If you want to know what essay I’m referencing to in this next English post, here you go: https://drive.google.com/file/d/0BxcQgjnJhCFGbzJEN1E3NDFxcU0/edit?usp=sharing
Recently in my US history class, we analyzed the Bill of Rights from the Constitution. At the time, I thought the subject was rather boring, but reading this essay made me reconsider how I view the amendments. How I view our country, really. Ciardi considers the historical background of happiness, writing that “what the Founding Fathers declared for us as an inherent right, we should do well to remember, was not happiness but the pursuit of happiness.” happiness is in the pursuit itself, in the meaningful pursuit of what is life-engaging and life-revealing, which is to say, in the idea of becoming.” Has happiness been impervious for so long that even those untainted by the mindless society of today understood that the rewards of happiness are not found like a pot of gold at the end of the rainbow but rather within the transcendent beacons of light gleaming through the rain that is
hell life? Ciardi’s essay makes us think: maybe we do have something in common with our predecessors whose lives we’ve discounted as too simple to be polluted by the ‘troubles’ of today. Every person accustomed to a society that relies on the immediate gratifications of Pavlovian style rewards should could agree with Ciardi when he says this: “Happiness is never more than partial… happiness is in the pursuit itself, in the meaningful pursuit of what is life-engaging and life-revealing, which is to say, in the idea of becoming.” Ah. Yes, there’s the message all of Ciardi’s cynicism was cloaking throughout the essay. Even though he comes off as kind of an exaggerated critic, his covert efforts to persuade are gratified; we are not a species that should be addicted to the ephemeral happiness that the free-market economy provides, but rather we should be addicted the happiness surmised through becoming a person worthy enough to change the world.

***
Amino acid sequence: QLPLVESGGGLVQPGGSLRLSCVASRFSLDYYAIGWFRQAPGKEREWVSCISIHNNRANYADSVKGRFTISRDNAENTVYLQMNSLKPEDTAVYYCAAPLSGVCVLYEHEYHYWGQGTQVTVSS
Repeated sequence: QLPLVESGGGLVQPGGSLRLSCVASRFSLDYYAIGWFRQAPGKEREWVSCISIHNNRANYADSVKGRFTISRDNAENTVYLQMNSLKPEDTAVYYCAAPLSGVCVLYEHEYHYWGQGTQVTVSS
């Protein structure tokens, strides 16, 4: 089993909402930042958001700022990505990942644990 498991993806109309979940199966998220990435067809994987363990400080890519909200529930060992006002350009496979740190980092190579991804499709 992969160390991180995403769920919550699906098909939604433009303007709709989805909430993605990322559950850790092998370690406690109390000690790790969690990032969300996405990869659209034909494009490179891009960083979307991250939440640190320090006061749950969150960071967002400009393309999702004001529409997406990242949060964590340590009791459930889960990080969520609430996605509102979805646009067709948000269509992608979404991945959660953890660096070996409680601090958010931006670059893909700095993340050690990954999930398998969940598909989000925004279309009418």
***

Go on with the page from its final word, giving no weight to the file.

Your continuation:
John Ciardi’s opinions on existing through happiness are spot on, even if his negative opinion of society is a little obtuse. I know I’m not the only one, but I sometimes feel like I am. I constantly find myself wanting more clothes, wanting more instruments, wanting more food, wanting more money, wanting more ‘necessities’, and quite blatantly, wanting more happiness. The essay reads that “advertising is one of our major industries, and advertising exists not to satisfy desires but to create them. For that matter, our whole economy is based on a dedicated insatiability.” We evolved in a fashion so focused on being better than everyone else around us (thanks, Darwin) that our schema of happiness is not really pertaining to happiness at all but rather to the survival of our egos. I wish everybody could see past our façade of happiness like Ciardi has.
Personally, happiness has been a struggle within the past week. On my last (unassigned) blog post, I wrote about sacrificing the guilt our brains rely on to face reality, regardless of whether it is good or bad. I also mentioned my uncle who had been battling a severe cancer for eight months. On Wednesday morning, reality was stripped away from him as he took his last breaths and ascended into an ethereal world unknown to us earthly humans. Of all people in the word, he is the epitome of what I, as well as Ciardi, would describe as happiness. He grew up in humble beginnings on a farm in the middle-of-nowhere Ohio. As life progressed, he got married to the woman he loved, raised three children whom he adored, owned a bank and a carwash, and always understood that he would never need more than what he worked for to be happy. Of course, working for all of these joys shouldn’t be considered easy, but what became of this hard work is a status that few people will ever attain. He has reached the eternal happiness that so many of us are forgetting about. So when you ask what happiness is, I’ll tell you that it’s becoming someone who thrived in the hardships. It’s becoming the person who changed every single persons’ world for the better. It’s becoming the joy in his family’s thoughts. It’s becoming Chris Willman.
I’ll love you and remember you always.